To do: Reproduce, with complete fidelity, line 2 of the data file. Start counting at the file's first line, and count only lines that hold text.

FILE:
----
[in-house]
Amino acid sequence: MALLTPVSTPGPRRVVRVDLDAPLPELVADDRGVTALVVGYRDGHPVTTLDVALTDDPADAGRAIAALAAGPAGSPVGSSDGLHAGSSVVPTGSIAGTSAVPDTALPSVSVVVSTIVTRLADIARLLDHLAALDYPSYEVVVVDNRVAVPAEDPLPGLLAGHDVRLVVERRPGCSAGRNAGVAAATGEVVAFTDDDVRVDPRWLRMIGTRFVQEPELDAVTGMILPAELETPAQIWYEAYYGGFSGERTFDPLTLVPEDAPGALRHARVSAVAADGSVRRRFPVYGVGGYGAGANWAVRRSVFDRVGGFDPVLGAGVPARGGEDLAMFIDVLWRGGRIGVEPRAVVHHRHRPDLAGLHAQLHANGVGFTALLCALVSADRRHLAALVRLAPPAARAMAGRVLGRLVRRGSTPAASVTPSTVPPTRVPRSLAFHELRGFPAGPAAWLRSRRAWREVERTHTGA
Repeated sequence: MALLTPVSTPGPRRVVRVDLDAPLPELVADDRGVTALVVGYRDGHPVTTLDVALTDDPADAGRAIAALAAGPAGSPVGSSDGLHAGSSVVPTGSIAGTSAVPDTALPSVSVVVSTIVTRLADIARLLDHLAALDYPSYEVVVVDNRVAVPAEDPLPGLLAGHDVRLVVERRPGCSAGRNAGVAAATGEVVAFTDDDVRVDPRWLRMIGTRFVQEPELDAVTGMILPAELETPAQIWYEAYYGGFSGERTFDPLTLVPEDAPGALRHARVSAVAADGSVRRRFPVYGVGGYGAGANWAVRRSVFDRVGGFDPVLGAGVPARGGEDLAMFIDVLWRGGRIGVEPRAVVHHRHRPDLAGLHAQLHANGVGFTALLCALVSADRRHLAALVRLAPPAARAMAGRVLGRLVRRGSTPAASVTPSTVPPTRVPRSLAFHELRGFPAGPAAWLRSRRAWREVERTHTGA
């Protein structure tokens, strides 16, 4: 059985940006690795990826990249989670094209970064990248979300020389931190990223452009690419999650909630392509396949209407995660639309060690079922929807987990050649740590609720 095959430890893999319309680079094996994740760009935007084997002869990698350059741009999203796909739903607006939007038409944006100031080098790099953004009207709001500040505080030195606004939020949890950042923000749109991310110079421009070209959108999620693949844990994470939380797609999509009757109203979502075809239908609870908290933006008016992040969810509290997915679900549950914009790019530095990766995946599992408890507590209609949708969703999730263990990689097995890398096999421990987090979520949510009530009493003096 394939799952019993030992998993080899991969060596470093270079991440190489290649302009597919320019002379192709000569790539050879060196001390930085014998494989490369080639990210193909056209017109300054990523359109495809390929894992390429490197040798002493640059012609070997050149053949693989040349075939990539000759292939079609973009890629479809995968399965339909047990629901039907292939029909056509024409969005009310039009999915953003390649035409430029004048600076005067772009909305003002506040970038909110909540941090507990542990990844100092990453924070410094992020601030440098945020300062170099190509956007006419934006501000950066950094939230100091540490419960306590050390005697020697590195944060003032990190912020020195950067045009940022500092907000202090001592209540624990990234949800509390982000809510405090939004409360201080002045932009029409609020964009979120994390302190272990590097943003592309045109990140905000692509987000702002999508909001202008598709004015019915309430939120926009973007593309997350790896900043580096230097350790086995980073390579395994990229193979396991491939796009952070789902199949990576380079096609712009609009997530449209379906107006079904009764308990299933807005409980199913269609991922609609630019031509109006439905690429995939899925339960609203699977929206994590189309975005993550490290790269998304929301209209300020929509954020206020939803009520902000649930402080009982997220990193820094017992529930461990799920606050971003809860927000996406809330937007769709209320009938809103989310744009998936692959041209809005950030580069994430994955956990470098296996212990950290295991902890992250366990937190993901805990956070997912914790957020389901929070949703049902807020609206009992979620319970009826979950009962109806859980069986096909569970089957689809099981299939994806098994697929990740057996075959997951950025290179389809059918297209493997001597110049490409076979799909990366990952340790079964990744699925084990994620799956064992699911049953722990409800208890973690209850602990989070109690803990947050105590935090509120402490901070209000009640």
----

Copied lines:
Amino acid sequence: MALLTPVSTPGPRRVVRVDLDAPLPELVADDRGVTALVVGYRDGHPVTTLDVALTDDPADAGRAIAALAAGPAGSPVGSSDGLHAGSSVVPTGSIAGTSAVPDTALPSVSVVVSTIVTRLADIARLLDHLAALDYPSYEVVVVDNRVAVPAEDPLPGLLAGHDVRLVVERRPGCSAGRNAGVAAATGEVVAFTDDDVRVDPRWLRMIGTRFVQEPELDAVTGMILPAELETPAQIWYEAYYGGFSGERTFDPLTLVPEDAPGALRHARVSAVAADGSVRRRFPVYGVGGYGAGANWAVRRSVFDRVGGFDPVLGAGVPARGGEDLAMFIDVLWRGGRIGVEPRAVVHHRHRPDLAGLHAQLHANGVGFTALLCALVSADRRHLAALVRLAPPAARAMAGRVLGRLVRRGSTPAASVTPSTVPPTRVPRSLAFHELRGFPAGPAAWLRSRRAWREVERTHTGA